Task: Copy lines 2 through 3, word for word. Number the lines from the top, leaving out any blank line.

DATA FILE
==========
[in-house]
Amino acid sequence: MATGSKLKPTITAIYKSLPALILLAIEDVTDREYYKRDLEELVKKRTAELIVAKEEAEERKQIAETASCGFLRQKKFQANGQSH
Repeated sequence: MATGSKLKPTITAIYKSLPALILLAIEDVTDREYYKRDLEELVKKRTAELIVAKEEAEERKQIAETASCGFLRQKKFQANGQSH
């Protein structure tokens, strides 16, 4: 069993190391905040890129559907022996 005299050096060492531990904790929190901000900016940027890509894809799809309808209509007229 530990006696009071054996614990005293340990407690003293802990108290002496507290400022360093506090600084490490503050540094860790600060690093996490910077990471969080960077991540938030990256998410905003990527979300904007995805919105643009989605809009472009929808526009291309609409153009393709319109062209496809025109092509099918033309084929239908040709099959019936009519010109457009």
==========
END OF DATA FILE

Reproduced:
Amino acid sequence: MATGSKLKPTITAIYKSLPALILLAIEDVTDREYYKRDLEELVKKRTAELIVAKEEAEERKQIAETASCGFLRQKKFQANGQSH
Repeated sequence: MATGSKLKPTITAIYKSLPALILLAIEDVTDREYYKRDLEELVKKRTAELIVAKEEAEERKQIAETASCGFLRQKKFQANGQSH